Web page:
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 Looking Back

This month in mid-atlantic thoroughbred history! For Looking Back archives click here.

25 Years Ago

King T. Leatherbury recorded a milestone in his amazing career with his 4,000th win as a trainer December 1, 1986 . . . but no one realized it until Daily Racing Form columnist Tom Atwell dug into the records to determine that 2-year-old filly Cheerful Reward hit the mark.


“I knew I was getting close to 4,000,” said Leatherbury. “But I was unaware when it happened. I thought someone would be keeping tabs.

“Afterward, I was a little disappointed. I believe that kind of statistic should be readily available and used to the advantage of our sport.”

Leatherbury joined Jack Van Berg as the only trainers to hit the 4,000 mark.

Leatherbury is, of course, still adding milestones with more than 6,300 wins – third on the all-time list behind Dale Baird and Van Berg.

Irv Naylor, an athletic 51-year-old grandfather of four, was on a mission to win the Maryland Hunt Cup–as a rider.

“I’ve had this in my mind for 25 years or so, and I figured I’d better do it soon,” he told the Maryland Horse’s Margaret Worrall.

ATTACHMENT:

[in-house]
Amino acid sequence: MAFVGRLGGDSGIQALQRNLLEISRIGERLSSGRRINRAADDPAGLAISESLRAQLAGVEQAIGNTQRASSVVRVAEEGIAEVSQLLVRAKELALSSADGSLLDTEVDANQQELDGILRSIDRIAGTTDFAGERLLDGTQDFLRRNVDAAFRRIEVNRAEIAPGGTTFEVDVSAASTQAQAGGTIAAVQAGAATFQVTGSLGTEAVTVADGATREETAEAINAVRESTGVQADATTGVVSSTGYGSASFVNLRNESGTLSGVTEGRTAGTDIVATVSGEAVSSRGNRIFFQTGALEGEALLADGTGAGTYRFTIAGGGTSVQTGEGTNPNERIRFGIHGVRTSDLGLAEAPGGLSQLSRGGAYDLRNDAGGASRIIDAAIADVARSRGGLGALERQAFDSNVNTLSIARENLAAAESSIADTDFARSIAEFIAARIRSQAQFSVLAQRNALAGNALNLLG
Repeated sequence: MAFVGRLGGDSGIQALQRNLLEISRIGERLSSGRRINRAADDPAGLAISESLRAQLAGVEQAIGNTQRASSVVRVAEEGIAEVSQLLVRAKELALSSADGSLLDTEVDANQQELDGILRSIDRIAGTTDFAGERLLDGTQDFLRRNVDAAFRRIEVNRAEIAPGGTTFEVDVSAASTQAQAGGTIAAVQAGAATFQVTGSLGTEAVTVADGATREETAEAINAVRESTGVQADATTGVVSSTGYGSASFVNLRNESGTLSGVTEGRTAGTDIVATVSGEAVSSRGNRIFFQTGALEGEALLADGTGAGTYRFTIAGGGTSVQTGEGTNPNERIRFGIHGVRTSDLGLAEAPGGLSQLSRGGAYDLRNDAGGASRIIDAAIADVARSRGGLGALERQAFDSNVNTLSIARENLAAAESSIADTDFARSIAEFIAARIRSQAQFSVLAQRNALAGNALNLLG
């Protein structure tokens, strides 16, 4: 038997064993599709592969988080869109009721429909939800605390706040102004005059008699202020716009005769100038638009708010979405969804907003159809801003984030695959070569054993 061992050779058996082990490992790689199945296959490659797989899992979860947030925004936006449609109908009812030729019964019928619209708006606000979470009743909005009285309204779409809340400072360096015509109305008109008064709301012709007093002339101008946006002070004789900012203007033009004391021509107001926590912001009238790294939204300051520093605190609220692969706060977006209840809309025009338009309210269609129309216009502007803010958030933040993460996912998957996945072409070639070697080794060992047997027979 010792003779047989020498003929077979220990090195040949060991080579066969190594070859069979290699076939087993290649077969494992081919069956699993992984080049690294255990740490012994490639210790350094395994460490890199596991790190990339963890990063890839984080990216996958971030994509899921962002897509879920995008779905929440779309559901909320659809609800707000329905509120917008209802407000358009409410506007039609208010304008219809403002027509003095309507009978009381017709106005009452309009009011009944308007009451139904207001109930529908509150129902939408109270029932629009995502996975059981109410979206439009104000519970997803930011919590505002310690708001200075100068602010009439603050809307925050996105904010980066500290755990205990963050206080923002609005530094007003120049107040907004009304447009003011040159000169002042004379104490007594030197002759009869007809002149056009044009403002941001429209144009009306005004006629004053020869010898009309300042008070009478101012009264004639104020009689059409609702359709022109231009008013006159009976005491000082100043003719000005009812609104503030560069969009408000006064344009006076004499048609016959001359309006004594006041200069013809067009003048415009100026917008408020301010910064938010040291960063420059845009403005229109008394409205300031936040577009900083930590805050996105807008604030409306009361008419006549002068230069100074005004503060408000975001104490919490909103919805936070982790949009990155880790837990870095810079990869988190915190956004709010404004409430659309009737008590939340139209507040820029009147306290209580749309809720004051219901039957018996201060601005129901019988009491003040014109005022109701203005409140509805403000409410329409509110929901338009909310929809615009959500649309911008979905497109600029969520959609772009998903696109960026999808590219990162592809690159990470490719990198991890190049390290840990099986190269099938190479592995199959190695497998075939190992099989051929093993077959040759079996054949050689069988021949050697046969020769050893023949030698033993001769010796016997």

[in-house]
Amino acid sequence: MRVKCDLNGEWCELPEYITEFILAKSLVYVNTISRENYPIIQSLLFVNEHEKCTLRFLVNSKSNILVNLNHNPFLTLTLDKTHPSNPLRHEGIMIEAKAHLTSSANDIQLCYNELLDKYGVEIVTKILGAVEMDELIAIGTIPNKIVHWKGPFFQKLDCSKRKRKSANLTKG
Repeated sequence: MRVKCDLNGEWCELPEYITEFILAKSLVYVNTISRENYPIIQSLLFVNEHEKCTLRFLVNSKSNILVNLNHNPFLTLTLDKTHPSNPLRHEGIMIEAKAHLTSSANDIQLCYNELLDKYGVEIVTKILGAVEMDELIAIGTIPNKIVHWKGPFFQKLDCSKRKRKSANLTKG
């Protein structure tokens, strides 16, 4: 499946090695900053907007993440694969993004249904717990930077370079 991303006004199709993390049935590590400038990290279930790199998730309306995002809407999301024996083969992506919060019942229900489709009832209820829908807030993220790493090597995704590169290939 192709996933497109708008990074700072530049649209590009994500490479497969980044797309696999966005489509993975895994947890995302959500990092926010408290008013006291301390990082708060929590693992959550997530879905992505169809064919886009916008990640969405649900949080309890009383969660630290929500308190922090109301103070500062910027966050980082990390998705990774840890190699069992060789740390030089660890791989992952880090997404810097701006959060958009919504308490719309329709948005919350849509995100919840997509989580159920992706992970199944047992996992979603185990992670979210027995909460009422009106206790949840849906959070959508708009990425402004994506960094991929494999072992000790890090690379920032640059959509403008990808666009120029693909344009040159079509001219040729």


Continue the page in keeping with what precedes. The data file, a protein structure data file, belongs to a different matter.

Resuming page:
Naylor’s best prospect was Hamid, a Bold Ruler grandson he hunted with Green Spring Valley Hounds. “There’s no question in my mind that an experienced jockey could move my horse up 10 lengths, but this is my year, so no one else gets a vote.”

Hamid never attempted the Hunt Cup after a non-competitive effort, while “showing excellent foxhunting form” in the My Lady’s Manor.

Naylor rode in the Hunt Cup four times, the last in 1998, but never won. In 1999, while riding Hunt Cup hopeful Emerald Action (Ire) in the Grand National, Naylor took a fall which left him paralyzed. As an owner, he would win the Hunt Cup in 2005 with Make Me a Champ, and again in 2008 with Askim (NZ).

Naylor’s focus expanded beyond the Hunt Cup in 2006, and within four years he was steeplechasing’s leading owner. In 2011, he campaigned all three finalists for the Eclipse Award, with Black Jack Blues (Ire) getting the nod over Tax Ruling and Decoy Daddy (Ire).

The colorful world of artist Elaine Anglim was just one phase of a full life which revolved around horses and the racetrack. The 53-year-old Pennsylvania resident and lifelong horsewoman got her first job at the track when she was 17. She galloped horses for trainers Jimmy Rowe, Max Hirsch, Eddie Neloy and Mack Miller, and eventually got her jockey’s license, although she didn’t make that a career.

Married to Francis Anglim, an assistant trainer and groom for Mr. and Mrs. George Odom at Marydel Farm in Middletown, Del., Elaine Anglim turned to painting after her riding career ended from a bad fall while working a young horse.
She earned a degree in fine arts at the University of Delaware, and was known for her watercolors, with her work being shown in galleries from Camden, S.C., to Saratoga Springs, N.Y.

Mrs. Richard C. duPont’s homebred mare Politely, one of the most accomplished Maryland-breds of all time, died after delivering a healthy Smarten filly.

The two-time Maryland-bred Horse of the Year and 13-time stakes winner of $552,972 was 24.

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